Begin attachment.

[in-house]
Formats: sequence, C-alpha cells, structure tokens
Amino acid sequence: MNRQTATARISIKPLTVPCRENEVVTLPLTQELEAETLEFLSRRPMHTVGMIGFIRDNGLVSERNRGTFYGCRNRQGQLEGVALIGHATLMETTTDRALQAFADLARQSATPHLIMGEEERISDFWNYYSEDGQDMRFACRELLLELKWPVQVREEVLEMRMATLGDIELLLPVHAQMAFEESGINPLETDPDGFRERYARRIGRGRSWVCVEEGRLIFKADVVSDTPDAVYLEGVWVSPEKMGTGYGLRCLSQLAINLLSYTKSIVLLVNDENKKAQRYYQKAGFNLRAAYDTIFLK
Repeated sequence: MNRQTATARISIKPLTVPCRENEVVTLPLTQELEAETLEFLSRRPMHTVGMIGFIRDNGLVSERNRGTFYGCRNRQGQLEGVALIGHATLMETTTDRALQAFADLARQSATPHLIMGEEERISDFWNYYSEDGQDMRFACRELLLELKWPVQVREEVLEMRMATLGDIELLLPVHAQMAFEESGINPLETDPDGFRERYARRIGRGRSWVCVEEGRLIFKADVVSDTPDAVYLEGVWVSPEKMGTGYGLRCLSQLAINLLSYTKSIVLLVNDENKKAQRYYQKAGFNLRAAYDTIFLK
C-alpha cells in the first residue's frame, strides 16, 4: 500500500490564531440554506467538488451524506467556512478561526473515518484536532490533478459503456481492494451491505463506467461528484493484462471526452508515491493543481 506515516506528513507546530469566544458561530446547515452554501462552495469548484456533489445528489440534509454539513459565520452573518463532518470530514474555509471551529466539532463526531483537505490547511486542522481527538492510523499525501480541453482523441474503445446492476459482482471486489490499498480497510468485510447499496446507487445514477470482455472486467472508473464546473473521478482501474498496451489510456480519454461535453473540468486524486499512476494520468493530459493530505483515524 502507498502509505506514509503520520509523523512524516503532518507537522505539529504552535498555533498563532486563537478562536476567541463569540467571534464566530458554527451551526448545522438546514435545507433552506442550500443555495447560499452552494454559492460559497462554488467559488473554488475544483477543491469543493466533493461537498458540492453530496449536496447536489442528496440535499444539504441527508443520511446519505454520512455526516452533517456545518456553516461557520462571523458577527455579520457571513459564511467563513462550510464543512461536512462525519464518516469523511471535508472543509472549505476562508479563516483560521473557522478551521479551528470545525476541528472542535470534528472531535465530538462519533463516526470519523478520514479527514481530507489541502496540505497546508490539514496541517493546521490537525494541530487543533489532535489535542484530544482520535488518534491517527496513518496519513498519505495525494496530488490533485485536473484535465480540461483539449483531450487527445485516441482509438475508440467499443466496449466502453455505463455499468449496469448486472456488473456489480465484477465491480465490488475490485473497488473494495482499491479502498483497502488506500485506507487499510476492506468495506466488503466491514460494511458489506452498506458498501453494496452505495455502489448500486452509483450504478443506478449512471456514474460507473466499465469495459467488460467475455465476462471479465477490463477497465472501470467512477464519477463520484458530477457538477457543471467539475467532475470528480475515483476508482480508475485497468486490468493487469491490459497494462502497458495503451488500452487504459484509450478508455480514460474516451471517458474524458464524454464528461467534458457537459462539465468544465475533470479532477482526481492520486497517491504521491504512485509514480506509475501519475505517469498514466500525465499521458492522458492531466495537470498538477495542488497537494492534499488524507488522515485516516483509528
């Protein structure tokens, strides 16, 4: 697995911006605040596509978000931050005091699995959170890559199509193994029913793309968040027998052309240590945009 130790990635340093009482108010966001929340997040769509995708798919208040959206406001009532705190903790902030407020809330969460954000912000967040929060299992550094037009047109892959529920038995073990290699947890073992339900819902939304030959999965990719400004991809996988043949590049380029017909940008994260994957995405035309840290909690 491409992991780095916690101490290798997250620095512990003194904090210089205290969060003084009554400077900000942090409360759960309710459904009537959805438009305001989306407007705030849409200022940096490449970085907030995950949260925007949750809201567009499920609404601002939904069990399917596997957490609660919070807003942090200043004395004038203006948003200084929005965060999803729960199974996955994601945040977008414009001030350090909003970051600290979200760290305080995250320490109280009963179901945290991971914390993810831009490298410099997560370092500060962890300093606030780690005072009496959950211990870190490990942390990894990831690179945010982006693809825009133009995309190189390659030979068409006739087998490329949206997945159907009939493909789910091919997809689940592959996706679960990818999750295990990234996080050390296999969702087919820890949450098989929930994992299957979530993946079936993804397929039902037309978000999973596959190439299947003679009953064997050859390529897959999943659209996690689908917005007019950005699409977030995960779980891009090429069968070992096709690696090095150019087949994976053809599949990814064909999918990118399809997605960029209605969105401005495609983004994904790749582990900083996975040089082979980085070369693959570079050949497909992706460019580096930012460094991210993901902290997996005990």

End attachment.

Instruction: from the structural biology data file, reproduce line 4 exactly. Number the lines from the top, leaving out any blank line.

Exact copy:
Repeated sequence: MNRQTATARISIKPLTVPCRENEVVTLPLTQELEAETLEFLSRRPMHTVGMIGFIRDNGLVSERNRGTFYGCRNRQGQLEGVALIGHATLMETTTDRALQAFADLARQSATPHLIMGEEERISDFWNYYSEDGQDMRFACRELLLELKWPVQVREEVLEMRMATLGDIELLLPVHAQMAFEESGINPLETDPDGFRERYARRIGRGRSWVCVEEGRLIFKADVVSDTPDAVYLEGVWVSPEKMGTGYGLRCLSQLAINLLSYTKSIVLLVNDENKKAQRYYQKAGFNLRAAYDTIFLK